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Work starts on access road to Mynydd y Betws wind farm  

Credit:  BBC News, www.bbc.co.uk 3 November 2011 ~~

Work has started on a controversial access road to a new wind farm in Carmarthenshire.

Lorries are carrying stone along the A474 between Pontardawe and Cwmgors for a road which will lead to the 15-turbine Mynydd y Bettws wind farm.

One local resident said dishes were “shaking off the walls” in his house, with others claiming members of the public were not consulted properly.

Neath Port Talbot council said it was following Welsh Government guidance.

The wind farm, which is not expected to be completed until January or February 2013, lies on the border between Carmarthenshire and Neath Port Talbot.

Carmarthenshire council dealt with the planning application and Neath Port Talbot with site access.

In a year’s time, 15 convoys are expected to take the new turbines along the road.

Sean Lacey, who lives opposite the new entrance to the wind farm, told BBC Wales environment correspondent Iolo ap Dafydd: “Our dishes in the kitchen are shaking off the walls.

“They’ve got heavy rollers, they’ve got thousands of lorries gone in so far, heavy plant machinery – there’s no consideration at all.”
Public meeting

He added that generators were running all night and said he had recently had to ask for tower lights shining towards his house to be turned.

A month ago, about 100 people attended a public meeting in Cwmgors over concerns the road would not be able to cope with the large lorries.

Steve Phillips, Neath Port Talbot (NPT) council’s chief executive, said the local authority consulted with people on the problems of using the A474 for a new wind farm, and a Welsh Government planning inspector identified the road as the appropriate route.

He added: “I’m not trying to claim the A474 is ideal for this sort of traffic…it is indeed narrow, but at the end of the day that was the conclusion that the planning inspector reached and that is the basis upon which we’re acting.”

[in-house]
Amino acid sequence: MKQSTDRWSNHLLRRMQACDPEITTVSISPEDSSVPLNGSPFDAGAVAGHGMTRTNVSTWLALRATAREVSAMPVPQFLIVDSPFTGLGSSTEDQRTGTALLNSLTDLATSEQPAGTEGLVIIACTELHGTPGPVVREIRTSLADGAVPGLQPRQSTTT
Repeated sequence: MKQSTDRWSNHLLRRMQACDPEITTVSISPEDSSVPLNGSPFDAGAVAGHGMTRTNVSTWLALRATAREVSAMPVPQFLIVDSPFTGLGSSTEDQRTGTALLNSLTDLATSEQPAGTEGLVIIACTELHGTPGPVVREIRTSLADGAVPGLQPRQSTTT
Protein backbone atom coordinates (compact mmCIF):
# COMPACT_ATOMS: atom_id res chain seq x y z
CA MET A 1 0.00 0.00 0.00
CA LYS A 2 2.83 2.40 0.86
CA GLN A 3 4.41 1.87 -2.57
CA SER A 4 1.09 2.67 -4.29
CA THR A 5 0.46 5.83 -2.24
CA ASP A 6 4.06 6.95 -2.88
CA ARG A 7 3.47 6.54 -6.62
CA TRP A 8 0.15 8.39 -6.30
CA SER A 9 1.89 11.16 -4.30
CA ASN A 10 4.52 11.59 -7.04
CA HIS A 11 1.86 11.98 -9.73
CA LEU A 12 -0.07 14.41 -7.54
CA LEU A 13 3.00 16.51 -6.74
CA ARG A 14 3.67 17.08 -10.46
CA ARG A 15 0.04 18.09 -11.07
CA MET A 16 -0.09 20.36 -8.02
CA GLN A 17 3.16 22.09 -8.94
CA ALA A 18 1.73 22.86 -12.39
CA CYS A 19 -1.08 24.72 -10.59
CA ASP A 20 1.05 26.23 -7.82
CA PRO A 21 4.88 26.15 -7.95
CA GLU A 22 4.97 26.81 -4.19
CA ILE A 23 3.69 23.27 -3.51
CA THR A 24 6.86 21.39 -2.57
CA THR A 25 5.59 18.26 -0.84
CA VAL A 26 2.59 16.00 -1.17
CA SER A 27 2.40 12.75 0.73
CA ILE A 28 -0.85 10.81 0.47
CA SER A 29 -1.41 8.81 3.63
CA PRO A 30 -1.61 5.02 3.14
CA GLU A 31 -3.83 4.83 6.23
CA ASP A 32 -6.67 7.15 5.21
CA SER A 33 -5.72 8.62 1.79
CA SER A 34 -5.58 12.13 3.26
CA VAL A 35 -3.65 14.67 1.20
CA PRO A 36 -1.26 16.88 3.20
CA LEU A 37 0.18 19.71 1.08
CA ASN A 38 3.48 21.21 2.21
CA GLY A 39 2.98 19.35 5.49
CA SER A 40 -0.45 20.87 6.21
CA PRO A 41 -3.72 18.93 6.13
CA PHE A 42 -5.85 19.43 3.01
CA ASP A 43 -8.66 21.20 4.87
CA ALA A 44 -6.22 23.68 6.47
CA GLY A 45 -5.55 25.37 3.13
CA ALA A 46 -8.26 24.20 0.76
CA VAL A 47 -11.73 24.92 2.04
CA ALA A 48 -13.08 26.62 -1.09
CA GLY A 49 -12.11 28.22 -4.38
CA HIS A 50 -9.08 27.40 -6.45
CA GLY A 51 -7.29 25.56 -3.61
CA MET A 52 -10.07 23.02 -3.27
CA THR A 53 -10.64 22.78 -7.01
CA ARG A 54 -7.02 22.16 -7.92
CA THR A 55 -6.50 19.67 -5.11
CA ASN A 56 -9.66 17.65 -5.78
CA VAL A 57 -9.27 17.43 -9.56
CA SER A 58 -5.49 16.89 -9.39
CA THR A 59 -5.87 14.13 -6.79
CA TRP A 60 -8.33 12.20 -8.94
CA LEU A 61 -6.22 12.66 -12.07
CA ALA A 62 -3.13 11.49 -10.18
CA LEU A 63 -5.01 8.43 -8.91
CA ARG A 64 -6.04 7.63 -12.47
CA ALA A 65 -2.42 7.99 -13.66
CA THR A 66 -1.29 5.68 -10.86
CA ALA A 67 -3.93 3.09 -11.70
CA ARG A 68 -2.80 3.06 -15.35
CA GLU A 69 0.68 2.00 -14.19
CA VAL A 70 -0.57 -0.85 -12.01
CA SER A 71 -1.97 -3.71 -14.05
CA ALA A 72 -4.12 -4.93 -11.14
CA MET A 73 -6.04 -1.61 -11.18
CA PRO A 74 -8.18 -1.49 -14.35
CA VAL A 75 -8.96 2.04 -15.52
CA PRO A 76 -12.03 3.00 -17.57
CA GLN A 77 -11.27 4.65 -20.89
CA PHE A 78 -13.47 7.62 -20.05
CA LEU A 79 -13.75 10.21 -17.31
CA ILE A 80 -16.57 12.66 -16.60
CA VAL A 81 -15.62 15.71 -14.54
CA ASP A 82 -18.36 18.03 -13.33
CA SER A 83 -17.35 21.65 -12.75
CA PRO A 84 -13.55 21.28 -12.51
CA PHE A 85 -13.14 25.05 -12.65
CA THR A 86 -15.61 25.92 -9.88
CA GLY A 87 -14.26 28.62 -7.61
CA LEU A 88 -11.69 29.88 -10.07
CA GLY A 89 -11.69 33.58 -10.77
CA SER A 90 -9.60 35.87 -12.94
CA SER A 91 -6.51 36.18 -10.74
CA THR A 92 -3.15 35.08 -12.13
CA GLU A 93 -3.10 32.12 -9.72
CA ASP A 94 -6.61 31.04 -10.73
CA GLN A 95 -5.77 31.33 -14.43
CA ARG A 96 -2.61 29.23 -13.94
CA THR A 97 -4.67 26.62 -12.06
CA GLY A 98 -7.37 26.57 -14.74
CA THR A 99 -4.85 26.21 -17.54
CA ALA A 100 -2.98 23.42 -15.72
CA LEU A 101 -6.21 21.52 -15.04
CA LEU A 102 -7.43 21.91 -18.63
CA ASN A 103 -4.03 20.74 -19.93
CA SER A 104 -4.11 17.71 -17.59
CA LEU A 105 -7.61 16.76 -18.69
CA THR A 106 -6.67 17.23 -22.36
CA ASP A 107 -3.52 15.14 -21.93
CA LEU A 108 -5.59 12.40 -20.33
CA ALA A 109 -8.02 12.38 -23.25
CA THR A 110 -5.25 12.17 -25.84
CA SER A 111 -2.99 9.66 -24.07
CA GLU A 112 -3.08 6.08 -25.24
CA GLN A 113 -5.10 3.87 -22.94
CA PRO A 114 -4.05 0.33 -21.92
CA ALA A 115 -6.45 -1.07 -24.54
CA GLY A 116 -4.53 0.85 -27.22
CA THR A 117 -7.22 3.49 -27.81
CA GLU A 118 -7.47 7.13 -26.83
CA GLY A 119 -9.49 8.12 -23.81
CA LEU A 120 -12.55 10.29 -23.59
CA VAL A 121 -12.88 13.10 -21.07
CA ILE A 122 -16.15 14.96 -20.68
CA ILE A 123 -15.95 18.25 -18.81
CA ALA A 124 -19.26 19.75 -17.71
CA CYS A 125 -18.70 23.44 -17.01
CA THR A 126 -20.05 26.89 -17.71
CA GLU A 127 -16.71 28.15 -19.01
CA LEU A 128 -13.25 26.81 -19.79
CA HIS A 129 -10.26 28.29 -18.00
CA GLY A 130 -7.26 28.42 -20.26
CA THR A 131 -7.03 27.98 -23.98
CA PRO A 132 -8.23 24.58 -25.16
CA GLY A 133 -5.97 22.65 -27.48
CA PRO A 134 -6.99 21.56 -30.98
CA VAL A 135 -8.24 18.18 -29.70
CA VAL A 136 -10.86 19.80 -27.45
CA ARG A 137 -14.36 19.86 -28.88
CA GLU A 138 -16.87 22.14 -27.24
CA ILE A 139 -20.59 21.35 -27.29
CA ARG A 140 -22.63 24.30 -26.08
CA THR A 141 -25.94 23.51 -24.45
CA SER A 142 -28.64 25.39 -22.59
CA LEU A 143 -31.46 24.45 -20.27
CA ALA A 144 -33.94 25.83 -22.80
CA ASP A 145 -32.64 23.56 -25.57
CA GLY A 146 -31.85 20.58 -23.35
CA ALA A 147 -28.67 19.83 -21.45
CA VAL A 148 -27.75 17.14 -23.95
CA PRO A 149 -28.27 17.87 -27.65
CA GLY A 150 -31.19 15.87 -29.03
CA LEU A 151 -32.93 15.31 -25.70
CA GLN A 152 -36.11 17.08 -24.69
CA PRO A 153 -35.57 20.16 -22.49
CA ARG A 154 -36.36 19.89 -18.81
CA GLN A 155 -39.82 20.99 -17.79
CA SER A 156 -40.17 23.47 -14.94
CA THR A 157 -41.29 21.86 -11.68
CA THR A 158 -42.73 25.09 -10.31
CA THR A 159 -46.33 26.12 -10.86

Lynette Purcell, Pontardawe Town councillor and NPT councillor, said local people “did not become aware of this until after it had been signed on the dotted line and was going to happen”.

The wind farm is expected to be able to generate enough electricity to power about 23,800 homes.

A spokesman for Electricity Supply Board International, owned by the Irish Government, said the company had consulted with local people and held public information days about lorry movements and abnormal loads in the future.

He added: “We’ve been very open and honest from the start.”

Source:  BBC News, www.bbc.co.uk 3 November 2011

This article is the work of the source indicated. Any opinions expressed in it are not necessarily those of National Wind Watch.

The copyright of this article resides with the author or publisher indicated. As part of its noncommercial effort to present the environmental, social, scientific, and economic issues of large-scale wind power development to a global audience seeking such information, National Wind Watch endeavors to observe “fair use” as provided for in section 107 of U.S. Copyright Law and similar “fair dealing” provisions of the copyright laws of other nations. Send requests to excerpt, general inquiries, and comments via e-mail.

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